I love to kibitz about kibble. No, I’m not Yiddish. I just find that so many have strong opinions about kibble, that it makes for entertaining conversation.
Before we get started, I will preface that I am not a nutritionist, vet or other self-qualifying expert on dog food. I am a consumer, dog lover and avid reader. I make informed decisions………until the next informed decision. The opinions included in this post are just that, my opinion. My hope is that you, my reader, will read this post and then do further research yourself to make the best choice for your dog.
I currently do not feed kibble to my dogs. (Follow this blog to learn why) I do not judge those that do.
Let me repeat myself….I do not judge those that do.
As a busy professional, I found myself turning to the convenience of kibble when I rescued my first dog.
Many dogs live long healthy lives on kibble. (Many do not). I did feed a premium brand, my favorite being Fromm Family Foods. If you don’t know about Fromm’s, they are based here in Wisconsin. They are family owned and NEVER had a recall. To learn more about them, click here.
Looking back, I wish I knew then what I know now. There are ways to add some quality nutrients to any kibble diet.
I fell into Dr. Pitcairn’s Complete Guide to Natural Health for Dogs & Cats while running through an airport one day.
I ran into the airport shop to grab a magazine, but as any dog lover will understand, I caught a glimpse of a dog on the cover and immediately bee-lined for the book.
I’m glad I did. It has saved my life.
While there is an overwhelming amount of information, I don’t think it’s meant to be read cover to cover. It makes a great resource book.
The book starts by educating the reader on the ingredients in pet food, digestibility and AAFCO.
Here are a few things I learned in the first chapter:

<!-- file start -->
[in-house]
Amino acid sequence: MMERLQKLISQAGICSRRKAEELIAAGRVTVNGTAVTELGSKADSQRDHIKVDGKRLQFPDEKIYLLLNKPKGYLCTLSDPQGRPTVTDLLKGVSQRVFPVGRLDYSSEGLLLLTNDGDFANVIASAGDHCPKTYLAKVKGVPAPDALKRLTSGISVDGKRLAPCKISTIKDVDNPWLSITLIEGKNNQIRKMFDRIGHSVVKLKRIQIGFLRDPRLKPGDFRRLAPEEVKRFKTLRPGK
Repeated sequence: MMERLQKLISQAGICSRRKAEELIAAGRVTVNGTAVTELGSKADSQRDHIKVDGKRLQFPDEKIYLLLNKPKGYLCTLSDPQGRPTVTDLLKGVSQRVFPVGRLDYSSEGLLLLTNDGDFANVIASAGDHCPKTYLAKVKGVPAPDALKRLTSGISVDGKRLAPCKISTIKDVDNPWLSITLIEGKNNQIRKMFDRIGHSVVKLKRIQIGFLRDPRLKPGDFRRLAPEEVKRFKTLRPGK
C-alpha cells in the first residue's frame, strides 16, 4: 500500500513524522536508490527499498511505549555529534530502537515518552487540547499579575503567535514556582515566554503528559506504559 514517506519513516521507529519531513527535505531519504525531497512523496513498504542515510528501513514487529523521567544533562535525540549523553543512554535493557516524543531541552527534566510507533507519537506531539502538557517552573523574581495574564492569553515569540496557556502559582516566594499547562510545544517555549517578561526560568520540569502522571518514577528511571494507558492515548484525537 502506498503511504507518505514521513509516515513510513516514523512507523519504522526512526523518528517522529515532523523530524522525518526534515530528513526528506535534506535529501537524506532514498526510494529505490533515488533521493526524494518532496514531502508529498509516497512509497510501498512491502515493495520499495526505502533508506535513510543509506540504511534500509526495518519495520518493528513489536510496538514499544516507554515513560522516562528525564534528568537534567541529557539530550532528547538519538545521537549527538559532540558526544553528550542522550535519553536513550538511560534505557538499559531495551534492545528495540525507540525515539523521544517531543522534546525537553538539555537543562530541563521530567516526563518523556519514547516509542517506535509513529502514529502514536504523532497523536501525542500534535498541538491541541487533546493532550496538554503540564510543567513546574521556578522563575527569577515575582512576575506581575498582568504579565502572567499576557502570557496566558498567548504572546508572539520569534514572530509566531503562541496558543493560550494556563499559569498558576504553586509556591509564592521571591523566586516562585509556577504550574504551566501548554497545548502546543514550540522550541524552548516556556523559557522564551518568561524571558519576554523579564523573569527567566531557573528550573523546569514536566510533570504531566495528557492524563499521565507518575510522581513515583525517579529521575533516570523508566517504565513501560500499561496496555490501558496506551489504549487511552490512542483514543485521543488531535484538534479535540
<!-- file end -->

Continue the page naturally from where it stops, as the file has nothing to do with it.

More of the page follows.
Manufacturers only have to list crude protein, not digestible protein on their labels.
Crude protein can include: feather/hair, leather and animal feces.
AAFCO has no enforcement authority.
Quick AAFCO lesson:
Stands for, Association of American Feed Control Officials.
Private group of members from agencies such as, FDA or others who regulate animal feed.
AAFCO does not regulate the pet food business.
Ultimately, pet food manufacturers can adhere to AAFCO guidelines or not. If they say they do, no one is checking on them.
Here’s an interesting YouTube video below.
This is where my journey began. I started to ask myself what kind of dog mama was I? My journey is a constant transition. As I mentioned before, I don’t feed my dogs kibble. But if you do, here a few ways to add a nutrient boost:
Adding an egg to kibble is an easy way to add a great protein source. Mix an egg then microwave for 40 seconds. (Give or take)Chop it and add to kibble. After a few days, I noticed a shine to their fur that hadn’t been there…..ever.
I originally thought pumpkin was only given for digest upset. But I’ve learned over time that this can be added to their diets everyday. Add a spoonful to kibble and mix. Yum!
Adding a human grade source of protein is a great way to cut back on kibble and make their meals more healthy.
For example: If Fido eats 1 cup of kibble at his meal. Try adding ground beef (or other meat) to replace some of the kibble. Start with a tablespoon and serve. Gradually increase the amount of beef and decrease the amount of kibble.
Humans eat salads, why not the dog. Well…..not a salad, but adding some alfalfa sprouts, lettuce or carrots to kibble is another fantastic way to boost the value of their meal.
I have added all of the above on a rotating schedule. This gave them a variety of nutrients and kept them interested.
Again, I am not an expert. So run out and get Dr. Pitcairn’s book.
Really…..run right now!
Or order it online.
Either way, reading a reliable resource to help us provide quality nutrients is the best thing we can do as pet parents.
What are you currently feeding your dog? If feeding kibble, what do you add to it to make it fun to eat or healthy? If you’ve never added anything, will you now?